10 Principles

The Student LSCP were asked to help develop key principles that services could take into account when working with young people aged 16 and over.

To help them do this they looked at:

  • Different approaches to transitions
  • Evaluated different practice principles and
  • Produced a list of important principles.

The group were asked to think about what is important when going through a transition and what support young people need. They used their own experience of moving from high school to college as a time of transition to help them think about this task.

The first part of the project involved the group looking at young people’s views, opinions and beliefs about transitions. The group used research from the Northumbria Healthcare NHS Foundation Trust and Newcastle University (2017) which looked at the way young people viewed transitions. The research found that there 4 different approaches to transitions; a Laid Back group, an Anxious group, a Want To Do Things for Themselves group and a Socially Focused group. Each group had their own needs and preferred ways of working:

  • Laid back group – This group were relaxed about transition and not particularly interested in it. They were happy to have their parents still involved, and happy to listen to what staff had to say. They didn’t feel they needed much support.
  • Anxious group – The “anxious group” were worried about transition. They felt the relationship to staff was important and wanted to build trust with them. They were worried that, even if they met new staff before the transfer, it would still be difficult. They predicted they would need extra support in future. They wanted a written transition plan, and a service that could also cater for their friends and family’s needs, and they wanted their parents to remain involved.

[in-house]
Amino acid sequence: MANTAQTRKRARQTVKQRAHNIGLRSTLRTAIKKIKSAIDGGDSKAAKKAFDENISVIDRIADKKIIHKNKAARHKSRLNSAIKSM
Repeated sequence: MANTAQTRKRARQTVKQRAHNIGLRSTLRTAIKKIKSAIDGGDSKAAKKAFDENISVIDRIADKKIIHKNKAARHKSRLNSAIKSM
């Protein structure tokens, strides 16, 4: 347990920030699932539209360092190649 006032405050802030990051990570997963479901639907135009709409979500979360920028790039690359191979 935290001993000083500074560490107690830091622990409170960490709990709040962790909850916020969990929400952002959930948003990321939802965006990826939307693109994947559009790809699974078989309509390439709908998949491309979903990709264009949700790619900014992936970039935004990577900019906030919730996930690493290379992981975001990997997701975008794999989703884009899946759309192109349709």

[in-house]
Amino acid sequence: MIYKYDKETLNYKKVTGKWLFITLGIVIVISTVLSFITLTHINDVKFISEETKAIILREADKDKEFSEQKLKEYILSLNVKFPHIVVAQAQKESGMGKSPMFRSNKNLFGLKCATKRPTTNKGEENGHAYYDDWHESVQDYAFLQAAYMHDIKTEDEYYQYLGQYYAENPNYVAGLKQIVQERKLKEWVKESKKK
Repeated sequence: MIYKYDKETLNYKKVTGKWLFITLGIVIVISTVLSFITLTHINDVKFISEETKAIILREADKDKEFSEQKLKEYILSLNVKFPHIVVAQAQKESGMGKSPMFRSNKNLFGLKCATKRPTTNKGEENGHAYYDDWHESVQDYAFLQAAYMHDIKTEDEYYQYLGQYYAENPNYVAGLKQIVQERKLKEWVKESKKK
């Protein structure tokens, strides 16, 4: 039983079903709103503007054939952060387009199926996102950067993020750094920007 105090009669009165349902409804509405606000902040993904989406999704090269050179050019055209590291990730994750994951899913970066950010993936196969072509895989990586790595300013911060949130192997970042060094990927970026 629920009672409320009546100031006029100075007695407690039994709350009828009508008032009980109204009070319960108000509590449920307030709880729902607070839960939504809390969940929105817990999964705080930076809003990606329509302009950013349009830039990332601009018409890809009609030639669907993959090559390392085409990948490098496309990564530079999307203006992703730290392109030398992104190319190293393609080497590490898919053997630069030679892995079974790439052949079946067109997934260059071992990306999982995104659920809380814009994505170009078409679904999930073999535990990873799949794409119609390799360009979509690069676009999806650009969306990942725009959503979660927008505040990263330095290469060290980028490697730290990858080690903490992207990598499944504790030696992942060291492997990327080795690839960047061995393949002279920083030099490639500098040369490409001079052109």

• Want to do things for themselves – This group wanted staff to encourage them to make their own decisions, rather than having their parents as involved as they wanted to prepare for independent living. They were ready to move on and anticipated that staff in the adult services would still give them the same help.
  • Socially focused – This group wanted to meet other young people of a similar age with similar needs, and they wanted a key worker. They wanted continuing involvement from their parents, and felt it was important that staff were interested in other aspects of their life. They thought staff should mention ‘teenage’ issues such as smoking, drugs and sex.

The second part of the project involved the group looking at standards that had been developed for practitioners working with young people going through transition in their lives.

The group used the standards to identify which ones would be most important to them based on the transition groups that they had previously identified with. They rated each standard as important/not important and unsure and then worked out which of the standards were important to all the different approaches and reworded them to make them more easily understood.

This resulted in the group identifying 10 principles that they thought are important for practitioners to bear in mind when working with young people going through a transition in their lives.

As a result of this research the Student LSCP recommend that practitioners working with young people going through transition should:

  • Use the transition approaches to identify the most appropriate one for the young person
  • Remember that when young people ask for support, they don’t always know what they need and they need the practitioner to work with them to figure this out
  • Take on board the 10 principles that they have identified.

The 10 Principles have now been included as part of the Practitioner's Neglect Toolkit and disseminated across the partnership.